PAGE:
[Top][All Lists]

[Date Prev][Date Next][Thread Prev][Thread Next][Date Index][Thread Index]

Re: [libreplanet-discuss] Libre-respecting CS or engineering toys for ki

From: Pen-Yuan Hsing
Subject: Re: [libreplanet-discuss] Libre-respecting CS or engineering toys for kids?
Date: Sat, 3 Dec 2016 14:44:59 +0000
User-agent: Mozilla/5.0 (Windows NT 6.3; WOW64; rv:45.0) Gecko/20100101 Thunderbird/45.5.1

On 2016-12-01 15:58, Christopher M. Hobbs wrote:
Hash: SHA256

On Thu, 1 Dec 2016 13:23:47 +0000
Pen-Yuan Hsing <> wrote:

Thanks! I would love to get the book for myself, but are there
toys/gifts that would be for 3-5 year old kids?

On 01/12/16 13:13, Berkem Dincman wrote:
The book would be for you, with dozens of suggestions. As a Guide
for programming instructions.

1 Ara 2016 ÖS 4:09 tarihinde "Pen-Yuan Hsing"
< <>> yazdı:

    Thanks for the suggestions!! However, might it be too advanced
for 3-5 year olds? I don't know what the book looks like on the
inside, do you think it'll work?

    On 01/12/16 12:40, Berkem Dincman wrote:

        Programming Interactivity: A Designer's Guide to Processing,
        and Openframeworks

        1st Edition

        1 Ara 2016 ÖS 3:32 tarihinde "Pen-Yuan Hsing"
        < <>
<>>> yazdı:

            Dear libreplanet,

            I'm hoping to buy some toys as gifts for a couple kids
aged between
            ~3-5, and I'm hoping to get them (especially the little
girls) interested in the STEM (science, technology, engineering,
        and math)

            Can people recommended some freedom-respecting toys for
this purpose? It doesn't even have to be something installed in a
            computer, for example CS Unplugged
            has a great book that teaches basic computer science

            Maybe we can then submit these ideas to the FSF's
holiday gift recommendations list.

            Thank you!

They're listed for 10 year olds but my son has been playing with Snap
Circuits since he was four.  He's now six.  The smaller kinetic kits,
like the fan, are easy for children to understand and are reasonably

While not necessarily "libre", because they don't have any code,
they're a good way to introduce electrical concepts.  One can even buy
snap-to-pin headers so that as they get older, they can connect their
snap circuits to breadboards with regular components.

Another great option would be Sugar on a Stick from the OLPC project
(bootable USB stick with the Sugar environment). Trisquel provides a
Sugar Toast build, which doesn't have as many applications as the
default Sugar build. Here's Trisquel's sugar release:

And here is Sugar on a Stick:

I haven't found any proprietary software in Sugar on a Stick but I
haven't looked too deeply.  Maybe there's blobs in the kernel?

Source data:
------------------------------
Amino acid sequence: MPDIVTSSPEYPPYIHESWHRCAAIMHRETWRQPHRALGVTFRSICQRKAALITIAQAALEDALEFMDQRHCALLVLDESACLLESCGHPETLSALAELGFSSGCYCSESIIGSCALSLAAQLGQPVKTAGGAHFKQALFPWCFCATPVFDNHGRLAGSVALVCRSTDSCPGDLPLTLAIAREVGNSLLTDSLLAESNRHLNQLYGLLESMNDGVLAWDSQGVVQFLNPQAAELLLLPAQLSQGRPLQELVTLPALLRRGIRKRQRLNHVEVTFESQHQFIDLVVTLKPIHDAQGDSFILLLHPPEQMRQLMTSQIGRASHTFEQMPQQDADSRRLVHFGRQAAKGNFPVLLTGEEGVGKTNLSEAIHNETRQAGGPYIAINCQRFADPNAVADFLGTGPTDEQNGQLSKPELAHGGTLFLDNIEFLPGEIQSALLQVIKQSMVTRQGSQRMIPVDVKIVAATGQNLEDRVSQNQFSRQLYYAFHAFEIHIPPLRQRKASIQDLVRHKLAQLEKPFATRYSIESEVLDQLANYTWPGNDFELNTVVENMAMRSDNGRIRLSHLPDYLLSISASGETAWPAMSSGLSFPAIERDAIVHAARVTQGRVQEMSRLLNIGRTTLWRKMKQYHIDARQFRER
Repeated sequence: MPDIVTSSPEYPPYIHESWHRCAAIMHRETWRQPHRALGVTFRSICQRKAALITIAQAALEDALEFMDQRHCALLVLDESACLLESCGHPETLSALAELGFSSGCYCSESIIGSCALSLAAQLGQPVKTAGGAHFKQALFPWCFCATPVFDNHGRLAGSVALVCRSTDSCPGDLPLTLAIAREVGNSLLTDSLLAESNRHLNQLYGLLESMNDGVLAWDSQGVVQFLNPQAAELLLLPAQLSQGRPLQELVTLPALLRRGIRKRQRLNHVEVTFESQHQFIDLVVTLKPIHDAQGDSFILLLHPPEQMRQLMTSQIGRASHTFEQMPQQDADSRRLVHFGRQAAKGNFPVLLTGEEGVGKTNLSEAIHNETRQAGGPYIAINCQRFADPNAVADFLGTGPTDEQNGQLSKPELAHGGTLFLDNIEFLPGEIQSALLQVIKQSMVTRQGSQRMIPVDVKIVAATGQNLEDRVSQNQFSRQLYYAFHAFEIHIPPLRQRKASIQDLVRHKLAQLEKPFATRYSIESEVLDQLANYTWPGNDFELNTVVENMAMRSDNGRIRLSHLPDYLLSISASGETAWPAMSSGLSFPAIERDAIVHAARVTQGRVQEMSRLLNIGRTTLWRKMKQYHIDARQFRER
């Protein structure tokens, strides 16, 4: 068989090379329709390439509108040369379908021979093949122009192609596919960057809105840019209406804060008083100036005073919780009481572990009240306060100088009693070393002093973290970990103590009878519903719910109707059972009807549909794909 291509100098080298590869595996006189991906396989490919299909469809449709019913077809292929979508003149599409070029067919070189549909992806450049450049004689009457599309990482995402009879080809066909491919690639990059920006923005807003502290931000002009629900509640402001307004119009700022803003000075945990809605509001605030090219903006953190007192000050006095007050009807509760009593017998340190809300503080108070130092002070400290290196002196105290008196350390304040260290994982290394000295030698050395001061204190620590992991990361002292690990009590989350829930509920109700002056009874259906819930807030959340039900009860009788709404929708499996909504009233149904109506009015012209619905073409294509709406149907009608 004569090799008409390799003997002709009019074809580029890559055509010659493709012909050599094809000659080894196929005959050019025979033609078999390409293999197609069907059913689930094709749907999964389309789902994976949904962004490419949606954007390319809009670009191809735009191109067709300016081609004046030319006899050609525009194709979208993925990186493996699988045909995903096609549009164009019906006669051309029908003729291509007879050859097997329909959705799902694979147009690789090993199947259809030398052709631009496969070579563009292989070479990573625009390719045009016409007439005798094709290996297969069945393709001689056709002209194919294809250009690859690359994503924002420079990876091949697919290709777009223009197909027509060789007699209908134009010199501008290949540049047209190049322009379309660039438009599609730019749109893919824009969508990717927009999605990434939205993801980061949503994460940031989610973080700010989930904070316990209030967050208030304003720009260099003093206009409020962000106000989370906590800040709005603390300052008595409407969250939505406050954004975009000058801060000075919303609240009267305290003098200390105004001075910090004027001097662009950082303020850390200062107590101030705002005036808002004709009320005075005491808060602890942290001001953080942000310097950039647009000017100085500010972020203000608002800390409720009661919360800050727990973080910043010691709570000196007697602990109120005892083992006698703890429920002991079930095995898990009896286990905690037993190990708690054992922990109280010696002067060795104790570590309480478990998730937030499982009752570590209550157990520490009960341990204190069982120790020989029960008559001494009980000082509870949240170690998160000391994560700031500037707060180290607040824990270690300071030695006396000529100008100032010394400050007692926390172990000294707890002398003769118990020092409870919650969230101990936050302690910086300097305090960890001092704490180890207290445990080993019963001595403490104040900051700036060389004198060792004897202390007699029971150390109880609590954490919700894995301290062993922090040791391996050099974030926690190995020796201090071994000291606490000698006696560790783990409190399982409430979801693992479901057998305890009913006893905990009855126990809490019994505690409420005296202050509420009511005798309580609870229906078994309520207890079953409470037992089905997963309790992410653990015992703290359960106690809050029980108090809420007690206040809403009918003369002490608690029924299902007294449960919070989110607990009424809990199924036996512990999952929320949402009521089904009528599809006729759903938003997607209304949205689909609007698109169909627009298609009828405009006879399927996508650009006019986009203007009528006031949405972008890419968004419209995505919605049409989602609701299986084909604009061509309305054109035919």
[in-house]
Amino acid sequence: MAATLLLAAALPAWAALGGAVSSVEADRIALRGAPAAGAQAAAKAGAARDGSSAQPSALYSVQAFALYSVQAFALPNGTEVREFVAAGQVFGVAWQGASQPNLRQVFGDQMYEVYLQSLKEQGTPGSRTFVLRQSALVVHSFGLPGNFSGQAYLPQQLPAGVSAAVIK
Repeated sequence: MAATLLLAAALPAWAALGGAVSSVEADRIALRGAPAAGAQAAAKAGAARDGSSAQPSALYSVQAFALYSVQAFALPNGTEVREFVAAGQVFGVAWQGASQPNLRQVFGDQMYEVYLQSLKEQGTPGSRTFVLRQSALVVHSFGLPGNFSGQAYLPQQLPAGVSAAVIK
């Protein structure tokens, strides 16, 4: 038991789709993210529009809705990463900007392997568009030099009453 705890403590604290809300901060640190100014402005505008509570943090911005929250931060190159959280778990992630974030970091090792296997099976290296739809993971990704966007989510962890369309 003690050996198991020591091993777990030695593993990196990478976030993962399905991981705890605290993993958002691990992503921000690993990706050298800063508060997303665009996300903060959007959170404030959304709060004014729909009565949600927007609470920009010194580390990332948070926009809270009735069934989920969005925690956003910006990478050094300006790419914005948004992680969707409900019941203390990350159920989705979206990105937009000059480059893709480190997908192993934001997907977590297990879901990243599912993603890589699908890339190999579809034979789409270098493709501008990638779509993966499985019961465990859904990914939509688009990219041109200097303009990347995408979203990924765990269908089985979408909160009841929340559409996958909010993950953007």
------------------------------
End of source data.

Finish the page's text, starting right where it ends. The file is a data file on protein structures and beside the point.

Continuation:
I have noticed that there were a couple of activities in the Sugar on a
Stick release that didn't run (namely the talking eyeballs, "speak")
but everything ran fine on the Trisquel version, so we just use that.

Once it's installed, I suspect you can use the built in browser to add
activities from here: but
I don't know what persistence on the USB stick is like.  When we had
Sugar installed on bare metal, we added activities regularly.

My son has been enjoying Sugar since he was 3 years old and picked it
up almost immediately.  It's a wonderful system.  He's learned about
"daddy's work" by using Scratch and whatever the activity is that uses
the Logo Turtle to draw.

Beyond that, I haven't found a lot of electronic things for him at that
age.  Toys like Magnaformers, Tegu magnetic blocks, or Gears! Gears!
Gears! are what you're more likely to run into.  All of which are
commercial products but they don't have any Freedom concerns and the
kids learn about engineering with them. I mentioned Snap Circuits
because they can be used with regular components as well.

Lastly, I've considered something like the Kiwi Crate:

It's a subscription service but they seem to have a box for all ages.

I'll close on that note.  I feel like an advertiser but I've spent a
lot of time trying to find something like this for my son through the
years.  The best I've come up with is Sugar.  It's Libre, Gratis, and
he has a blast with it.  I always expect him to be a little more
capable than he is but that just means I get to be more involved in
his play.

Good luck and keep us updated!  There should be more options like this
or a better resource to help find them.


Thank you cmh for the comprehensive survey of options!

I'll probably pick one of the items you suggested (maybe Robot Turtles (minus 
the probably non-free app) since I really like board games!) for this gift, but 
I'll follow the others not just for future gifts but also for myself!

I also love Sugar on a Stick since it is a gift that I can hand make and give 
to others. I'm quite envious of your son! :) Please let us know if you discover 
other fun toys/games in the future.

I'll also summarise everyone's suggestions to the Giving Guide thread.

reply via email to

[Prev in Thread] Current Thread [Next in Thread]